|Title||What can ant diversity-energy relationships tell us about land use and land change (Hymenoptera: Formicidae)?|
|Publication Type||Journal Article|
|Year of Publication||2008|
|Authors||Casanova, LR, Bestelmeyer, BT|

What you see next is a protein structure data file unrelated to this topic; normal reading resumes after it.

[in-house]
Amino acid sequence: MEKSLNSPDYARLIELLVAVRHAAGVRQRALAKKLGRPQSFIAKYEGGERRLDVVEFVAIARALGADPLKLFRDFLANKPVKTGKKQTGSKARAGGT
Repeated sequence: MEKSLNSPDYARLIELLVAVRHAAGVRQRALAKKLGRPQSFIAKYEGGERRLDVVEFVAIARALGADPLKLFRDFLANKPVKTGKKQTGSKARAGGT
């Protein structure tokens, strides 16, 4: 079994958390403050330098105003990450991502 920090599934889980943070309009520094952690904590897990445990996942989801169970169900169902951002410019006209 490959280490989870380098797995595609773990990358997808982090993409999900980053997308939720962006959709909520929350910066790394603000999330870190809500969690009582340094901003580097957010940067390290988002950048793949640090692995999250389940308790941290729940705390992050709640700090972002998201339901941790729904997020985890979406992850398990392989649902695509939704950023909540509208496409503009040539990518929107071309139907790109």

We identify and review an approach that views ant species diversity as a consequence of energy flux through an ecosystem. In this bottom-up view, energy apportioned to trophic guilds drives ant community responses to mesoscale variation generated by land-use and other processes. We introduce a conceptual model based upon this idea, and offer an interpretation of some data we have collected in the light of the model. Operationally, the concept focuses analysis upon the relationships between species richness/composition, trophic group identity, body size, and abundance. These attributes are compared among ecosystems that vary in total net primary productivity (NPP) and in how that productivity is divided among plant functional groups. We offer a brief example of how biomass and abundance of three ant trophic groups, large granivores, small granivores and scavengers, differed between two ecosystems that varied strongly in NPP patterns. We emphasize the value of linking ant measurements directly with NPP at mesoscales.